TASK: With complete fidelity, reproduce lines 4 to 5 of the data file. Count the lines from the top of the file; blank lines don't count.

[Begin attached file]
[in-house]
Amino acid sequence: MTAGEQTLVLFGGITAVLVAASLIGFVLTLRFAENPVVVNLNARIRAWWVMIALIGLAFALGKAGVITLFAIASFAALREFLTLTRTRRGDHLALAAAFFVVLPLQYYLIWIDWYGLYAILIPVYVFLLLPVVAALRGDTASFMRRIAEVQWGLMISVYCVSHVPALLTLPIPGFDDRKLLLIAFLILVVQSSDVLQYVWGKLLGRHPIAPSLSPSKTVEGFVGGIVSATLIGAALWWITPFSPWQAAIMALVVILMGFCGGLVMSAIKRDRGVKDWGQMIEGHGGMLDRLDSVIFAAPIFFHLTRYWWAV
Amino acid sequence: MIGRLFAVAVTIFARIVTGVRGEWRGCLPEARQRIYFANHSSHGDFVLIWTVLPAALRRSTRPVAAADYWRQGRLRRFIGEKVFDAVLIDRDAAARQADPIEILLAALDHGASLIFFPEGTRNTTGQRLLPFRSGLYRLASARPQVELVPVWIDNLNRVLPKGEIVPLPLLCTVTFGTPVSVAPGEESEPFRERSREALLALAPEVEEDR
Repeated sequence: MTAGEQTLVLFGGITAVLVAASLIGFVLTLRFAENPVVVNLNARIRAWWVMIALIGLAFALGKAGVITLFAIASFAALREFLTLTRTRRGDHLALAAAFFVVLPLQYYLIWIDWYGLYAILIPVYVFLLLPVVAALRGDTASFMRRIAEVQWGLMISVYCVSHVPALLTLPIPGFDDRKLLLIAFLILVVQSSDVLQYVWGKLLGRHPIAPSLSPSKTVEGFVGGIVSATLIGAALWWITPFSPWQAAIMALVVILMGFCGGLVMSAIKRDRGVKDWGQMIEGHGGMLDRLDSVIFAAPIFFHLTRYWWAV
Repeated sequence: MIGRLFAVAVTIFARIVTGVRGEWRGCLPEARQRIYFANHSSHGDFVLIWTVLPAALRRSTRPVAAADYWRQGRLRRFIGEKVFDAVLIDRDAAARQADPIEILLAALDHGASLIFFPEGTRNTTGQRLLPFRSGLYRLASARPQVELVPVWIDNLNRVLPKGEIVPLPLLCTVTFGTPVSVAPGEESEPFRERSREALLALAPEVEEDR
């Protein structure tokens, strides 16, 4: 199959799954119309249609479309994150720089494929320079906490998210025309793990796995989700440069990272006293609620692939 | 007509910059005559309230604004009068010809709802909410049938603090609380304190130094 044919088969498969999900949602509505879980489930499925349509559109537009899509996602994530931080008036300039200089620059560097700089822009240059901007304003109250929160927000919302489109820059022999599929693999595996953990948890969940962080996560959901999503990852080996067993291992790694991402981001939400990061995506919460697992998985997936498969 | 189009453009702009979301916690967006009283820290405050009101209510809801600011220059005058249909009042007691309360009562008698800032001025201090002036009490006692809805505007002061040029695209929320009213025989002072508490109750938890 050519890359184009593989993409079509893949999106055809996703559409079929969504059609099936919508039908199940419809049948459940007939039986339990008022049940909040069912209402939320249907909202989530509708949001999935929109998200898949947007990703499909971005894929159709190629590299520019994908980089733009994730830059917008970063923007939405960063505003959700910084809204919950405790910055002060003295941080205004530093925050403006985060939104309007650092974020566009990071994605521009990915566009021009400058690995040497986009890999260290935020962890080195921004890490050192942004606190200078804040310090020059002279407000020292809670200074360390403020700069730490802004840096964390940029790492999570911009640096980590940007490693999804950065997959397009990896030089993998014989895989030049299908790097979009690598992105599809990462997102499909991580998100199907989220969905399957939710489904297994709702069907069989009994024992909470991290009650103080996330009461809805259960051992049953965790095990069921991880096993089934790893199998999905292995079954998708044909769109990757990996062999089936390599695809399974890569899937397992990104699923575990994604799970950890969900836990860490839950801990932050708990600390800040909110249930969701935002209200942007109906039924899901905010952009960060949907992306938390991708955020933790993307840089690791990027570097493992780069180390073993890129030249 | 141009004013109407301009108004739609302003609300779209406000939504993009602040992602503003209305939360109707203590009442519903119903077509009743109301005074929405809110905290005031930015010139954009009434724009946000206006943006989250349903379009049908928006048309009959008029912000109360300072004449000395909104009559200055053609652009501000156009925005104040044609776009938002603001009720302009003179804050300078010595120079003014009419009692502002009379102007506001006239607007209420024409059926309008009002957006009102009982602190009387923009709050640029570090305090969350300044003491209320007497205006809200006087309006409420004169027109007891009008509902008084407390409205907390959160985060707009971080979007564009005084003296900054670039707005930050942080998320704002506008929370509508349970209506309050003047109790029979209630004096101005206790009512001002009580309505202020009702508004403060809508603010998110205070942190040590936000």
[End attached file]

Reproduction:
Repeated sequence: MTAGEQTLVLFGGITAVLVAASLIGFVLTLRFAENPVVVNLNARIRAWWVMIALIGLAFALGKAGVITLFAIASFAALREFLTLTRTRRGDHLALAAAFFVVLPLQYYLIWIDWYGLYAILIPVYVFLLLPVVAALRGDTASFMRRIAEVQWGLMISVYCVSHVPALLTLPIPGFDDRKLLLIAFLILVVQSSDVLQYVWGKLLGRHPIAPSLSPSKTVEGFVGGIVSATLIGAALWWITPFSPWQAAIMALVVILMGFCGGLVMSAIKRDRGVKDWGQMIEGHGGMLDRLDSVIFAAPIFFHLTRYWWAV
Repeated sequence: MIGRLFAVAVTIFARIVTGVRGEWRGCLPEARQRIYFANHSSHGDFVLIWTVLPAALRRSTRPVAAADYWRQGRLRRFIGEKVFDAVLIDRDAAARQADPIEILLAALDHGASLIFFPEGTRNTTGQRLLPFRSGLYRLASARPQVELVPVWIDNLNRVLPKGEIVPLPLLCTVTFGTPVSVAPGEESEPFRERSREALLALAPEVEEDR